7. "He loved the late Sen. Ted Stevens because he was anti-Communist and brought home pork."
And because Ted Stevens was a hero of Sarah Palin and Tea Party activists, of course? I guess Israel is forgetting that Palin threw Stevens under the bus at the 2008 Republican National Convention when she falsely claimed to have opposed Stevens's Gravina Island Bridge earmark. Treadwell, meanwhile, has indicated that he accepts the end of the age of earmarks. Many Alaskans are still grateful for the bacon Stevens brought home, but Mead Treadwell, like the rest of the Republican Party, has come to recognize that earmarks can also be wasteful and unfair.
8. "Like Palin, he has connections to the controversial Alaskan Independence Party."
This is the most ridiculous stretch of all. Apparently, the fact that Republican Walter Hickel, Treadwell's longtime mentor and friend, once ran on the AIP ticket due to a split in the Republican Party ties Treadwell himself to the AIP agenda — despite the fact that Hickel never endorsed secession or the rest of the AIP's platform anyway. Hickel simply used the party as a stepping-stone to the governor's office. By the way, Palin's only "connection" is that her husband once registered as an AIP member, which for many Alaskans is little more than a small way to protest against the two major parties.
Bonus: Israel mentions at the end of the article that "Treadwell received the Conservative Patriots Group’s Tea Party endorsement in 2010, but lost it when the group discovered he had contributed to Sen. Lisa Murkowski’s re-election campaign." Treadwell also stated that he cast a write-in vote for Murkowski in the general election. I guess no one told Israel that Sarah Palin was a staunch supporter of Sen. Murkowski's opponent Joe Miller and one of Murkowski's fiercest opponents in the state.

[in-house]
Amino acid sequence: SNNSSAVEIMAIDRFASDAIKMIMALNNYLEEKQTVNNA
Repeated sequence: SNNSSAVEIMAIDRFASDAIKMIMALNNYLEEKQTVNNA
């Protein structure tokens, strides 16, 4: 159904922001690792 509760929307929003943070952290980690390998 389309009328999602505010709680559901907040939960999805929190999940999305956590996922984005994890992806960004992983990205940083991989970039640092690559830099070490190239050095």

Zero for nine, ThinkProgress. Now let me tell you a story about why Mead Treadwell is emphatically not the male Sarah Palin.
Around the time of Sarah Palin's resignation as governor in 2009, Rod Boyce, managing editor of the Fairbanks Daily News-Miner, wrote a long column detailing his months-long attempt to get then-Gov. Palin in the room with the News-Miner's editorial board. Palin considered the paper an adversary because it had opposed the Alaska Gasline Inducement Act. Boyce noted that either of Palin's predecessors, Frank Murkowski and Tony Knowles, would have come into the board room and argued heatedly with skeptics of their policies, trying to win them over. Palin didn't believe in that. Either you were for her or against her, and she didn't see any point in talking to opponents.
Fast-forward a year to 2010. As a junior at Dartmouth College, I received a mailer from Mead Treadwell's campaign for lieutenant governor which I perceived to be unfairly critical of the Obama administration. I sent an e-mail to the campaign, expecting a curt reply from a staffer at best. Instead, I got a four-paragraph e-mail from the candidate himself explaining his views on federal oil exploration policy and the reason he had criticized Obama. This happened less than two weeks before the Republican primary election for which Treadwell was campaigning.
Sarah Palin refuses to speak to the editorial board of the second-largest newspaper in her state, which includes some of Alaska's most respected journalists, because they opposed her gas-line legislation. Mead Treadwell takes time out of a busy campaign schedule and writes to a 20-year-old college student, with knowledge of oil, land use, and Arctic policy vastly inferior to his own, to respond to a criticism of his campaign mailer. Twins, right?
Next time, ThinkProgress, stick to topics you know something about.